Our last stop was Battery Park Book Exchange & Champagne Bar, a small cocktail bar situated inside a bookstore! This was definitely my favorite bar of the night, and the sangria I ordered was absolutely delicious. We all had fun sipping on champagne and wine and browsing the extensive collection of books.

Visit Biltmore

One of the most popular attractions in Asheville is the Biltmore Estate, the largest home in the country which was built by the legendary Vanderbilt family. I have actually toured Biltmore before but Solomon had never been, so we wanted to at least stop by for him to see the property. We didn’t go inside the house this time, but we did get to explore the gardens and conservatory which were beautiful. There is a lot to see and do on the Biltmore property, and it’s definitely worth a trip if you’ve never been.

Explore the River Arts District

Last, but certainly not least, was the River Arts District (RAD), a super artsy and quirky neighborhood of Asheville. RAD is full of art galleries, studios, vintage shops, and some great food and drink spots. We grabbed a beer at Wedge Brewery before checking out some thrift stores and then ended our visit with a trip to Summit Coffee, where I got a delicious iced maple latte.

Asheville is an amazing weekend destination in the Southeast. With amazing food, drinks, hiking, shopping, and so much more, there’s really something for everyone to enjoy. Huge thanks to Grant and Callan for hosting us and showing us around this awesome city!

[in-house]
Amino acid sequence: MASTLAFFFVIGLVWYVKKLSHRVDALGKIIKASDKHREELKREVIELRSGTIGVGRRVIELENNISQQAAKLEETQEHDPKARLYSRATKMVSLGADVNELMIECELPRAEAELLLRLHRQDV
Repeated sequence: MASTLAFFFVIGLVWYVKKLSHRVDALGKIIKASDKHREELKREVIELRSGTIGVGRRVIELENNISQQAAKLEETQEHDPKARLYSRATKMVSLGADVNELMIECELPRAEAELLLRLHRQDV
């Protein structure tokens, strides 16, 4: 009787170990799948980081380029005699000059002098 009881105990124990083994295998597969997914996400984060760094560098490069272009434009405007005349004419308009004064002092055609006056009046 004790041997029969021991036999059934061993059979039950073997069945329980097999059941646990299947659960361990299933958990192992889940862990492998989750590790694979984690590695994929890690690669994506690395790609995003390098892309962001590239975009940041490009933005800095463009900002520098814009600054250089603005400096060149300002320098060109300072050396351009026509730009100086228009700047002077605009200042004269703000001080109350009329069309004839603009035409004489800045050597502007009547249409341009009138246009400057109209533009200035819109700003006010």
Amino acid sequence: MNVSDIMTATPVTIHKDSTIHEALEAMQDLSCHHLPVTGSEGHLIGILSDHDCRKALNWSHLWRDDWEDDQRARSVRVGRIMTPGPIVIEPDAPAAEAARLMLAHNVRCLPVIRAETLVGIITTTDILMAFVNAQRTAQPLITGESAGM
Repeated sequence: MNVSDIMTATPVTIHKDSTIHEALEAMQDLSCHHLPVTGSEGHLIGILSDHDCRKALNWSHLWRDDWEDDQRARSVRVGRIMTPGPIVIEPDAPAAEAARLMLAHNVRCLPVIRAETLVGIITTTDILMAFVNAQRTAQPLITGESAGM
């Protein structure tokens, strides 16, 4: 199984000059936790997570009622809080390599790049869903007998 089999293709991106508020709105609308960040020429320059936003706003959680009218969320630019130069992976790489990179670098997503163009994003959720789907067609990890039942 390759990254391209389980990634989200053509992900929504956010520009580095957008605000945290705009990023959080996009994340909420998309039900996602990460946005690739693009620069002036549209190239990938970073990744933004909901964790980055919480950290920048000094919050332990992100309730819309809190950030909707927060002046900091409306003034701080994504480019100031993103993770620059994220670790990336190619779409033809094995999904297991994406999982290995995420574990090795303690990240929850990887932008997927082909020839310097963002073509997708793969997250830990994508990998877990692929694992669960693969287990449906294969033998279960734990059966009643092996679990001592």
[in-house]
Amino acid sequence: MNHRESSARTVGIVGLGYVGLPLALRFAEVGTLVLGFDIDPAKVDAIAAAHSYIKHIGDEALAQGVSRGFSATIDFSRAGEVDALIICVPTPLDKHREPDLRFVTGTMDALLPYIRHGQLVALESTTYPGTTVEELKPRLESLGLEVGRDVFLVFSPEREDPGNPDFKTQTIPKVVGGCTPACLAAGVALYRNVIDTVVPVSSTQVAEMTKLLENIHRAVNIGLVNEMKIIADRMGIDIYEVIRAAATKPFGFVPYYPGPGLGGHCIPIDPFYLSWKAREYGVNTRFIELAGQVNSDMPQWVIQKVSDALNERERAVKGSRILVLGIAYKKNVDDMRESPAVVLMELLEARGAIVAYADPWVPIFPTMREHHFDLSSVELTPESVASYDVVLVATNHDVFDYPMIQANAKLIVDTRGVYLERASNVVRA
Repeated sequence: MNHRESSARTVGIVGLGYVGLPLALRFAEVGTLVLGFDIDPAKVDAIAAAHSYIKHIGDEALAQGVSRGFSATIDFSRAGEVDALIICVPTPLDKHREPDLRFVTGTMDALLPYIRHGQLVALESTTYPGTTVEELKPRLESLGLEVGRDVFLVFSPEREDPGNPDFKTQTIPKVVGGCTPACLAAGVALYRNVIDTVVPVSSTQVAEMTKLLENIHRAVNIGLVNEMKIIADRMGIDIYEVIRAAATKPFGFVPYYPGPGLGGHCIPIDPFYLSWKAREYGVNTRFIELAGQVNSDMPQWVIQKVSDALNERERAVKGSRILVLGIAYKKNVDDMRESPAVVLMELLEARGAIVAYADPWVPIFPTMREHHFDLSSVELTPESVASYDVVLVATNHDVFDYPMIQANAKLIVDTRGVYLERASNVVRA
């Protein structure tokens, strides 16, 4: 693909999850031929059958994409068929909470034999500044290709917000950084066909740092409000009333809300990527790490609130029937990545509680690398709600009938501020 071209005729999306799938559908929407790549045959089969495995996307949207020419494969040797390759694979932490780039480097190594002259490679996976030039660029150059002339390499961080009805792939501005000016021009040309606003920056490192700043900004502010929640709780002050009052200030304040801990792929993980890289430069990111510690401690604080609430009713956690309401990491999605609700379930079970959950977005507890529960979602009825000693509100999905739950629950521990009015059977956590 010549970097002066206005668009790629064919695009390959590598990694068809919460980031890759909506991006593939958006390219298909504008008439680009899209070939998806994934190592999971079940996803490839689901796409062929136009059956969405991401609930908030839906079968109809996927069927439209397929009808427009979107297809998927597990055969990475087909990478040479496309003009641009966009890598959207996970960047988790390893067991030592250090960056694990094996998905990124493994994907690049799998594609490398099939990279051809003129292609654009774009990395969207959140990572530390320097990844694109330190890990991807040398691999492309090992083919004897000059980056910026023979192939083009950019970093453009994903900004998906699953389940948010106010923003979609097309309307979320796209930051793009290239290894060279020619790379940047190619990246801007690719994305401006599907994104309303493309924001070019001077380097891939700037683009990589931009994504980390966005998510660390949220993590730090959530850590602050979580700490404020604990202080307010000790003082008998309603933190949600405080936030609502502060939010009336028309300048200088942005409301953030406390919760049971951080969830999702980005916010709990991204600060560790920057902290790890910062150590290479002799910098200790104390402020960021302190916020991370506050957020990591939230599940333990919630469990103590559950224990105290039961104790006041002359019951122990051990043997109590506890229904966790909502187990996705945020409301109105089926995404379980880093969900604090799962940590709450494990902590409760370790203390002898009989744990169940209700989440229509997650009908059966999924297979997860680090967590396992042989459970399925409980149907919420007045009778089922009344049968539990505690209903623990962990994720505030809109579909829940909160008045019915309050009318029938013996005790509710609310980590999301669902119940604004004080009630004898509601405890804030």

Review: Get Out Gear Down Puffy Blanket

Make sure to watch my video review here.

I was recently contacted by the company Get Out Gear about sending me one of their Down Puffy Blankets to test out and review. Get Out Gear is a California-based company that specializes in puffy blankets meant to “bring happiness, comfort and joy as you experience the great outdoors.” I love how inclusive their mission statement is, and I was really excited to receive the blanket and check it out for myself.

Their Down Puffy Blanket, officially called the Bouffi Blanket, is a lightweight and durable camping blanket perfect for backyard adventures or backpacking treks. At only 17 ounces, the blanket is a very light addition to your camping setup, and the whole blanket (77″ x 50″) conveniently fits into a compact 5″ x 12″ stuff sack. I opted for their teal color which is beautiful in person, but the blanket is also offered in olive, black, blue, gray, and orange.

I was immediately impressed with the quality of the material and just how lightweight and compact the blanket was. Once unfolded, the blanket is the perfect size to cozy up in by myself or spread out to share with a partner. When paired with your camping sleep system, the Bouffi Blanket also adds 10-15 degrees of warmth, which is pretty impressive!